3 Steps To Choosing A High-Performance Toilet
Your toilet can account for nearly 30 percent of your household’s average daily water use per person. If you want to start saving water and money, looking for a more efficient toilet is a good place to start.
But what makes for a quality toilet? How can you be sure that the toilet you buy will save you water while still getting the job done? Here are three tips for choosing a high-performance toilet.
1. Look for a toilet that meets the high-efficiency toilet standard (HET). If you bought your toilet before 1994, it will use a maximum of 3.4 gallons of water per flush (gpf). If you bought it in 1994 or after, it will have a maximum of 1.6 gpf. But a HET fixture uses a maximum of only 1.3 gpf, a reduction of 20 percent.
2. Don’t sacrifice performance for water efficiency. The thing that matters most when choosing a high-performance toilet is how much waste it can handle with just one flush. If you have a toilet that uses less water but you have to flush it several times to get waste to go down, you end up using more water, rather than less. Look for toilets that have undergone maximum performance testing to ensure quality, and bear the WaterSense label, certifying that they provide significant water savings while maintaining a high-performance standard.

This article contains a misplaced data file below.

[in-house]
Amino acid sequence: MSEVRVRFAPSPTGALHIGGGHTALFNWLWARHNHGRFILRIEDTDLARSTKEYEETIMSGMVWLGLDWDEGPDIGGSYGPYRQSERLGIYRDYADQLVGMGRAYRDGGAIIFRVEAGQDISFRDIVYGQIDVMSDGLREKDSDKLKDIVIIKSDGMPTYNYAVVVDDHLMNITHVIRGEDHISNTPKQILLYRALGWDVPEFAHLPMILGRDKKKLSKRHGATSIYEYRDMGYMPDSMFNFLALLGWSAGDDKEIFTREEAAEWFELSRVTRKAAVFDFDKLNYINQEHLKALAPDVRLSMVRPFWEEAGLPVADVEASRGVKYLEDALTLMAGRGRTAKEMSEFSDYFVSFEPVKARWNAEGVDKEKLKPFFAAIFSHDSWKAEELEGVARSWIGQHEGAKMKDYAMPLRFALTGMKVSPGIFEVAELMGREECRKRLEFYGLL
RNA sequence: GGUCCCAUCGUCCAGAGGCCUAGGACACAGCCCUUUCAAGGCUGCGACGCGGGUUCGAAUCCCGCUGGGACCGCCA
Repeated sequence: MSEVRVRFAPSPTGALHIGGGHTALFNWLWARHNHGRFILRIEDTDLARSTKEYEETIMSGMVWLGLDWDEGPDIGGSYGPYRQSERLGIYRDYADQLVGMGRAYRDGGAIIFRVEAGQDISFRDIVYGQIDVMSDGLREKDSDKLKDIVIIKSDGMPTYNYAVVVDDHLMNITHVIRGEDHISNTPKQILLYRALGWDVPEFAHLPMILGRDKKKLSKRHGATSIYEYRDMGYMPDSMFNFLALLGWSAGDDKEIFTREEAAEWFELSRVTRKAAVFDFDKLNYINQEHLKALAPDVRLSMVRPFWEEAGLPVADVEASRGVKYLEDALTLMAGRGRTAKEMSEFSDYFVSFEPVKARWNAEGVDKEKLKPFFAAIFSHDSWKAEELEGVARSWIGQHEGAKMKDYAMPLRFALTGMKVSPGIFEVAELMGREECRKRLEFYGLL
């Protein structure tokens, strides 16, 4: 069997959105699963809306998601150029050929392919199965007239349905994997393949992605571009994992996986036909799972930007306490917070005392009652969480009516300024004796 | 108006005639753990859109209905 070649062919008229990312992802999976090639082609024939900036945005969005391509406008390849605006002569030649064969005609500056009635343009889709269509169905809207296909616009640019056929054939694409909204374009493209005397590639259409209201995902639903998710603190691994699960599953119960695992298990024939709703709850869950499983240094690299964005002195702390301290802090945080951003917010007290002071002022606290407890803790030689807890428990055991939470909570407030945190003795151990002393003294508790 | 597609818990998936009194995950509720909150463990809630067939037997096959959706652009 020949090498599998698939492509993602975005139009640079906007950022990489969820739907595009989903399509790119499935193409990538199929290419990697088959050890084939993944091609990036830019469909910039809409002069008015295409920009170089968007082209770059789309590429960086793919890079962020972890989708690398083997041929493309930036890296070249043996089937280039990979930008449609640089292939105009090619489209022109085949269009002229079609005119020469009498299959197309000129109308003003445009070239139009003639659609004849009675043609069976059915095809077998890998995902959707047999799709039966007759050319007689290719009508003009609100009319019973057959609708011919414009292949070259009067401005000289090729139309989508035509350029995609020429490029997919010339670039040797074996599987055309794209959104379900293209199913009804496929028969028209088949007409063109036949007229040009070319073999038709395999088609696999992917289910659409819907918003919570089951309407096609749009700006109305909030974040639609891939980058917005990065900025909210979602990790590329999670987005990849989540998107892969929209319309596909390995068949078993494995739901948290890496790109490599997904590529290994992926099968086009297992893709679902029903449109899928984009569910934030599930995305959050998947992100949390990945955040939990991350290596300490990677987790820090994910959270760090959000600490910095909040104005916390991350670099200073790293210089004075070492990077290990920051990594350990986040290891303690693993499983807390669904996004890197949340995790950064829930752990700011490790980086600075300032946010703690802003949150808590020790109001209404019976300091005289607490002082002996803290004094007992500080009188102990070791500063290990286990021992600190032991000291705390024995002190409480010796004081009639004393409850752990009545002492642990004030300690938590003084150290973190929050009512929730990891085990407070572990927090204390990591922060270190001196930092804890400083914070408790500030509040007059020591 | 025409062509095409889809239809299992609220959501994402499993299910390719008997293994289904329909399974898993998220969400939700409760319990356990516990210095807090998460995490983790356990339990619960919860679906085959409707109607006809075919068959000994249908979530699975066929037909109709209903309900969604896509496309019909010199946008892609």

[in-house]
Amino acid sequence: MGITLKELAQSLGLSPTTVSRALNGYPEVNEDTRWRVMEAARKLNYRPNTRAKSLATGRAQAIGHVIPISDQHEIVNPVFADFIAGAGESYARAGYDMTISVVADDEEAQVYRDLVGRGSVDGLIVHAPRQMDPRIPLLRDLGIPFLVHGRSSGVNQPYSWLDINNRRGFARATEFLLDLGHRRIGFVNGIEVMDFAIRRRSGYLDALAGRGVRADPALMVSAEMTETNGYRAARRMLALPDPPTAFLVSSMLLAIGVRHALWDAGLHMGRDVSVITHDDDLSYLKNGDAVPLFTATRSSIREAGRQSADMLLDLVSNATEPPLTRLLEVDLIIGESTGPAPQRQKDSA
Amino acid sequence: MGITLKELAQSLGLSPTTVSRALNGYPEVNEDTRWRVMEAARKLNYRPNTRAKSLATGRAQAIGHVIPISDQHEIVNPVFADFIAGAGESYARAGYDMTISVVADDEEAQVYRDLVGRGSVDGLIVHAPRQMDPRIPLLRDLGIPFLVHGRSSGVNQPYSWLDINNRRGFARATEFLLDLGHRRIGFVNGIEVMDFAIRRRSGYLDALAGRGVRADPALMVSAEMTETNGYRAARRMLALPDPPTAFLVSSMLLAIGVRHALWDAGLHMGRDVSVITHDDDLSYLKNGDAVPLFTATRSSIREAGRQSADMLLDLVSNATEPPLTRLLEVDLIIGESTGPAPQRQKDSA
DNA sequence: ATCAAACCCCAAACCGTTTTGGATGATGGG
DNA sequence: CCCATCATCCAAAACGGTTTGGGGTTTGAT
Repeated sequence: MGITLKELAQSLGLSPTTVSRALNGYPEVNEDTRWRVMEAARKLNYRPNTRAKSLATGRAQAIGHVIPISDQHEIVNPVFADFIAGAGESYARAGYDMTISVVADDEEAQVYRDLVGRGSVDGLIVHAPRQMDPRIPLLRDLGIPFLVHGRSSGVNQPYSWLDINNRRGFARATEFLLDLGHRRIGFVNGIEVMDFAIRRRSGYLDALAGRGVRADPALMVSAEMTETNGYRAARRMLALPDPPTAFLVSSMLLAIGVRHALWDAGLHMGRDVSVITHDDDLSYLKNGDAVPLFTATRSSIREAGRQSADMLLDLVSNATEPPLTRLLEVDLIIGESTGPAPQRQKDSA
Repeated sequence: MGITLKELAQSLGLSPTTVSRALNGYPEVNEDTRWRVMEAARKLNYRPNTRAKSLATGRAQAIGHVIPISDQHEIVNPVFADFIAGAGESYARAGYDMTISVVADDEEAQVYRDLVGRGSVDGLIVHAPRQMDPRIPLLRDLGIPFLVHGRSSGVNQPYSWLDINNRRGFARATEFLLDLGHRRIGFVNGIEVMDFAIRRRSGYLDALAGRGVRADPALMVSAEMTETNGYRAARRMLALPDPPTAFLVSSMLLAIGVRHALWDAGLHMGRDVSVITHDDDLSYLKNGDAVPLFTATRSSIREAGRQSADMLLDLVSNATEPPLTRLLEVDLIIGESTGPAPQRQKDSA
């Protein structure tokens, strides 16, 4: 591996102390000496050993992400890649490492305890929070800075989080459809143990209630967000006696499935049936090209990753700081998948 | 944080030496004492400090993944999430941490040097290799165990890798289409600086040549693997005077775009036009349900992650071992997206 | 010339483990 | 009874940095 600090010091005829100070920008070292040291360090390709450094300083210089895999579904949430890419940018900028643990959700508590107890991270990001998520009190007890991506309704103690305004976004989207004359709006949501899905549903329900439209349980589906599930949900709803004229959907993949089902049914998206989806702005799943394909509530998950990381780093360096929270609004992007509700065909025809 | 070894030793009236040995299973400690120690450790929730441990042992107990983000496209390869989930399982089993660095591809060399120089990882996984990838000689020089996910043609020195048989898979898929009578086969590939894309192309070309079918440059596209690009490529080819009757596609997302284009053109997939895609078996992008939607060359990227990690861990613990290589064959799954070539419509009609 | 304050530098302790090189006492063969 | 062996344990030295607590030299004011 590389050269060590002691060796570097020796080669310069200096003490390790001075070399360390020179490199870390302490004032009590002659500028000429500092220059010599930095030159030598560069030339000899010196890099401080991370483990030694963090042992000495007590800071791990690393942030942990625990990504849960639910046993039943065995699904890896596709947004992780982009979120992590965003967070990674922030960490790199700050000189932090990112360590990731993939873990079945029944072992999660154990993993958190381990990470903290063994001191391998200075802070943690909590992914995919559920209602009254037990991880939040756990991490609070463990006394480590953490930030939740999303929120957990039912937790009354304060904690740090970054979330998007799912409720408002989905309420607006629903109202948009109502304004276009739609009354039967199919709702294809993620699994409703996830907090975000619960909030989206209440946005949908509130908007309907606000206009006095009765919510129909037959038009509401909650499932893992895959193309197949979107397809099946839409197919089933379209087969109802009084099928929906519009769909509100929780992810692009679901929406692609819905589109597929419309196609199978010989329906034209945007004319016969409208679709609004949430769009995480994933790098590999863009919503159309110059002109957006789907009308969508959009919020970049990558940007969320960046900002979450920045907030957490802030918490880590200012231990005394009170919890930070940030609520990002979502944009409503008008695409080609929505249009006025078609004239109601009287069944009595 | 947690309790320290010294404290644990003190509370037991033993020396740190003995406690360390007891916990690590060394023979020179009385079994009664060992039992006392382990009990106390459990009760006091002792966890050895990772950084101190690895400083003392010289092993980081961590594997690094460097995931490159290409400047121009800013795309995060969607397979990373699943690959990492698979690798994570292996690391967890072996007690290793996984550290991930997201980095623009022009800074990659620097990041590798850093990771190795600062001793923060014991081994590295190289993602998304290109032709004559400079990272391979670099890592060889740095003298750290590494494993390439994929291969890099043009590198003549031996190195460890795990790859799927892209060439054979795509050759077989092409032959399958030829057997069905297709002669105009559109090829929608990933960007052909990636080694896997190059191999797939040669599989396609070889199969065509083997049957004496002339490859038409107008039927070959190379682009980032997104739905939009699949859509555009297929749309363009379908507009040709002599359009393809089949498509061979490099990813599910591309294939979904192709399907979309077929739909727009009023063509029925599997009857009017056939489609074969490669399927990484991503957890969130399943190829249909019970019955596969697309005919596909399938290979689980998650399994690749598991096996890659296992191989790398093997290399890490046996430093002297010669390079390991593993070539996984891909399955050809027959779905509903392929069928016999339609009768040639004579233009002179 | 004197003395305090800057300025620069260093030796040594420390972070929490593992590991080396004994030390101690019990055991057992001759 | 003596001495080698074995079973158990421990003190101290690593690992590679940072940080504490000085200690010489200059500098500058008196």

3. A more expensive toilet is not necessarily a more efficient toilet. The high-efficiency toilet industry is a very competitive market, and as such, you can find single flush toilets with low water usage and great performance for not much money. Great dual flush toilets, which can flush halfway or all the way, depending on what you need, can be purchased for not much more. So, when choosing a high-performance toilet, shop around for toilets that can still meet your efficiency needs and save you money.
For more tips on choosing a high-performance toilet and other plumbing advice, contact the experts at Sobieski Services.
Our goal is to help educate our customers in Wilmington, Delaware and surrounding areas about energy and home comfort issues (specific to HVAC & plumbing systems).
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